Opioid agonists are highly efficacious analgesics; however their clinical use is limited by the incidence of adverse effects, particularly the development of analgesic tolerance following repeated use. A growing body of evidence identifies an important role for the δOR in modulating morphine tolerance [5–10] and this phenomenon may involve the trafficking of δORs from internal stores toward the neuronal plasma membrane, thereby enhancing the effects of δOR-selective ligands [4, 14–18, 33]. The mechanism by which this contributes to morphine tolerance is unknown; however recent studies support an active role for spinal glia following chronic morphine treatment [31, 32]. In the current study, we investigated the relationship between δORs and glial activation and indeed demonstrate a functional role for spinal glia in morphine-induced changes in δOR agonist effects. Moreover, administration of a glial inhibitor effectively blocked these changes in δOR function.
The involvement of spinal glia in the modulation of morphine analgesia has been demonstrated in both preclinical [25, 27, 31, 32, 34–36] and clinical  studies. We hypothesized that the recruitment of glial cells is a gradual response to long-term morphine administration and may be detectable at time points earlier than those at which analgesic tolerance is established. We therefore assessed the spinal immune response using a 48 h morphine dosing schedule; one which has been shown to have substantive effects on δOR trafficking and function [14–16, 38]. This dosing regimen does not produce a state of tolerance ; however it may initiate mechanisms involved early in the cascade of events leading to opioid tolerance. In developing a means of assessing the three dimensional structures of GFAP- and OX42-immunoreactive cells, we observed significant increases in cell volume and surface area of fluorescent GFAP- and OX42-immunoreactive cells in the dorsal spinal cord following prolonged morphine treatment. These results are in accordance with previous studies [31, 32] illustrating the recruitment of glia in the events precipitating opioid tolerance. Morphine-induced glial hypertrophy was attenuated by co-administration with propentofylline. Interestingly, while propentofylline administration alone had no effect on astrocytes, it produced significant microglial hypertrophy in comparison with saline-treated rats. It is not clear why this occurs, since the combination of morphine and propentofylline did not show such an effect. The neuroprotective role of microglia in the CNS is well known and this cell population is very much attuned to its microenvironment, responding swiftly to even subtle physiological changes . It is possible that the localized administration of an exogenous compound into the spinal canal, in the absence of any 'pathological' events, was sufficient to produce a microglial response, although such an observation has not been reported previously . Nevertheless, additional functional studies are necessary to determine whether this propentofylline-induced increase in cell size was indeed accompanied by an inflammatory response. Despite microglial hypertrophy, however, neither baseline tail flick latencies nor deltorphin-mediated analgesia were altered following propentofylline administration alone, suggesting that this increase in microglial cell size was not functionally relevant in our study.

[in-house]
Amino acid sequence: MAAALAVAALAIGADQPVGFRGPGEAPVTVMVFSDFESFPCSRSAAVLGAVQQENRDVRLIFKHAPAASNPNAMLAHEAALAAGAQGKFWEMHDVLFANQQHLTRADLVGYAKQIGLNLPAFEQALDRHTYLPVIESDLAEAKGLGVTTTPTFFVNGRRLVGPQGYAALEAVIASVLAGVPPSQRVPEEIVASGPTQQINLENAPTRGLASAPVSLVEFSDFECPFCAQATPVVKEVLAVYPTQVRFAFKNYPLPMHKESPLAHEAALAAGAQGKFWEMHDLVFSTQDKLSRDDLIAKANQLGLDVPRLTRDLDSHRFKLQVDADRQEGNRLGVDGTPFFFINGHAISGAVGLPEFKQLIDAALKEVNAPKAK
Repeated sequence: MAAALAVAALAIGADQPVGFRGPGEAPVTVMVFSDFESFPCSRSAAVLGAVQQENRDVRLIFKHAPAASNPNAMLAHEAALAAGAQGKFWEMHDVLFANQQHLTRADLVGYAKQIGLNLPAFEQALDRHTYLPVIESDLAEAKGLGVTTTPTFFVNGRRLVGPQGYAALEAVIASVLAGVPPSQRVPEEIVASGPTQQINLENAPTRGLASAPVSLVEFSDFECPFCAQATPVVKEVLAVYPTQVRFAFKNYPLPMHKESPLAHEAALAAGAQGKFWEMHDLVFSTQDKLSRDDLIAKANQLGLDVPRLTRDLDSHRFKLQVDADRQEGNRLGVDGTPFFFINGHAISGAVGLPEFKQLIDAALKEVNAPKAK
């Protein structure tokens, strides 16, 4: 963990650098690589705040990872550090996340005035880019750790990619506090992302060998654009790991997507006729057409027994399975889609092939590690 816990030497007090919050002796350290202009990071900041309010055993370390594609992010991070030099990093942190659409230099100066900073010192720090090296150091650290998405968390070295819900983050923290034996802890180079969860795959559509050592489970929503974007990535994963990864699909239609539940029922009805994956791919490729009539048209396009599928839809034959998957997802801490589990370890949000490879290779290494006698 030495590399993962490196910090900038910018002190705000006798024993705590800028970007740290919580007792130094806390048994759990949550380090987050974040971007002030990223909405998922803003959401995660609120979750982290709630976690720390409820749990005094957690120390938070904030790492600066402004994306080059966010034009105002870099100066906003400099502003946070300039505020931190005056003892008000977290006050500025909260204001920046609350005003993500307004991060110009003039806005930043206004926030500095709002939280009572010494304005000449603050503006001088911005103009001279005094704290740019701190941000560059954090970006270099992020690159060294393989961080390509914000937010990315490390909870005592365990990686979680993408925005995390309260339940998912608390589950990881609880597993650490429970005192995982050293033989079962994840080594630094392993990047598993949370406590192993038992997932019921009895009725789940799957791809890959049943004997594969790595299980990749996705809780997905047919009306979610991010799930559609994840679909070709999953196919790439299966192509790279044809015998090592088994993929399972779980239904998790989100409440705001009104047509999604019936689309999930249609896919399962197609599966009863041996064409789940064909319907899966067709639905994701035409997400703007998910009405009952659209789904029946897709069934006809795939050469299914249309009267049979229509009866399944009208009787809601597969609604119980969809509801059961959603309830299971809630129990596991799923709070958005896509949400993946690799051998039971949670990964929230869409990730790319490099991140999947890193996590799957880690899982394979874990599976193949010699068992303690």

Activation of both glial cells and δORs appears to be important in the mechanisms of morphine tolerance, however it is unknown whether these two events are mutually exclusive or if, in fact, they represent important and related intermediary steps in the development of tolerance. Previous studies demonstrate that δORs are trafficked from internal stores toward the neuronal plasma membrane following morphine treatment, correlating with an increased functional competence of the receptor [14–16]; however it is not known if the spinal immune response observed following morphine is requisite for this δOR trafficking event. Therefore, our second series of experiments aimed to examine the functional role of spinal glia in morphine-induced changes in δOR function. Consistent with earlier reports [14, 15, 40, 41], we observed a significant augmentation in δOR-mediated effects in rats treated with morphine. This enhancement was effectively blocked by co-administration of morphine with propentofylline, demonstrating an integral role of spinal glial activation in the functional changes in δOR.
Taken together with previous reports that glial inhibition prevents the development of morphine tolerance [27, 31, 32], this study provides additional evidence for the role of δORs in opioid tolerance and suggests that glial activity may precipitate changes in the δOR, including receptor trafficking. Glial cell activity has been documented to modulate the trafficking of ionotropic channels such as AMPA receptors [42, 43]; however the current study is the first to our knowledge to suggest such a modulation of a G protein coupled receptor. The precise mechanism by which glial-modulated functional changes in δOR may occur is unclear; however two possible mechanisms include i) increased efficiency with which the receptor couples to intracellular signaling cascades, and/or ii) enhanced cell surface expression of the receptor. Future experiments will be required to investigate these possibilities.